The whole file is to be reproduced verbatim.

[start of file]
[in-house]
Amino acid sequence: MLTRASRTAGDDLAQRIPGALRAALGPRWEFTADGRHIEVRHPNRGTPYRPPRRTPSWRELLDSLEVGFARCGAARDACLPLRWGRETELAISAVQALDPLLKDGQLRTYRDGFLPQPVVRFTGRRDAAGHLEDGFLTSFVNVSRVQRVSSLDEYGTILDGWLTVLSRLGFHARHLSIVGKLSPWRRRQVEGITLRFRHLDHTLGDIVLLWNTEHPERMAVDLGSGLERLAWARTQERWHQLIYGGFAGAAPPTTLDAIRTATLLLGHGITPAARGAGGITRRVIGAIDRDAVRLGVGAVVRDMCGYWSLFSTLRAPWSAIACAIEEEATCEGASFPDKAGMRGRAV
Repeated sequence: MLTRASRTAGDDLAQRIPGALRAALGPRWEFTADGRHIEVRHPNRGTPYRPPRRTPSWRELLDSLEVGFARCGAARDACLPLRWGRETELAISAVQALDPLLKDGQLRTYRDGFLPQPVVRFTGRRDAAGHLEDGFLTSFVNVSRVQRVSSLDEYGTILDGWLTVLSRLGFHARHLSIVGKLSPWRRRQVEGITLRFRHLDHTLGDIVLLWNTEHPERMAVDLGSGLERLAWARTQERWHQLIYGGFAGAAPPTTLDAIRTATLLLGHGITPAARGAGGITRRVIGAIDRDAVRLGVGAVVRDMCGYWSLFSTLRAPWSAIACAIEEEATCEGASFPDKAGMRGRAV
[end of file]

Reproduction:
[in-house]
Amino acid sequence: MLTRASRTAGDDLAQRIPGALRAALGPRWEFTADGRHIEVRHPNRGTPYRPPRRTPSWRELLDSLEVGFARCGAARDACLPLRWGRETELAISAVQALDPLLKDGQLRTYRDGFLPQPVVRFTGRRDAAGHLEDGFLTSFVNVSRVQRVSSLDEYGTILDGWLTVLSRLGFHARHLSIVGKLSPWRRRQVEGITLRFRHLDHTLGDIVLLWNTEHPERMAVDLGSGLERLAWARTQERWHQLIYGGFAGAAPPTTLDAIRTATLLLGHGITPAARGAGGITRRVIGAIDRDAVRLGVGAVVRDMCGYWSLFSTLRAPWSAIACAIEEEATCEGASFPDKAGMRGRAV
Repeated sequence: MLTRASRTAGDDLAQRIPGALRAALGPRWEFTADGRHIEVRHPNRGTPYRPPRRTPSWRELLDSLEVGFARCGAARDACLPLRWGRETELAISAVQALDPLLKDGQLRTYRDGFLPQPVVRFTGRRDAAGHLEDGFLTSFVNVSRVQRVSSLDEYGTILDGWLTVLSRLGFHARHLSIVGKLSPWRRRQVEGITLRFRHLDHTLGDIVLLWNTEHPERMAVDLGSGLERLAWARTQERWHQLIYGGFAGAAPPTTLDAIRTATLLLGHGITPAARGAGGITRRVIGAIDRDAVRLGVGAVVRDMCGYWSLFSTLRAPWSAIACAIEEEATCEGASFPDKAGMRGRAV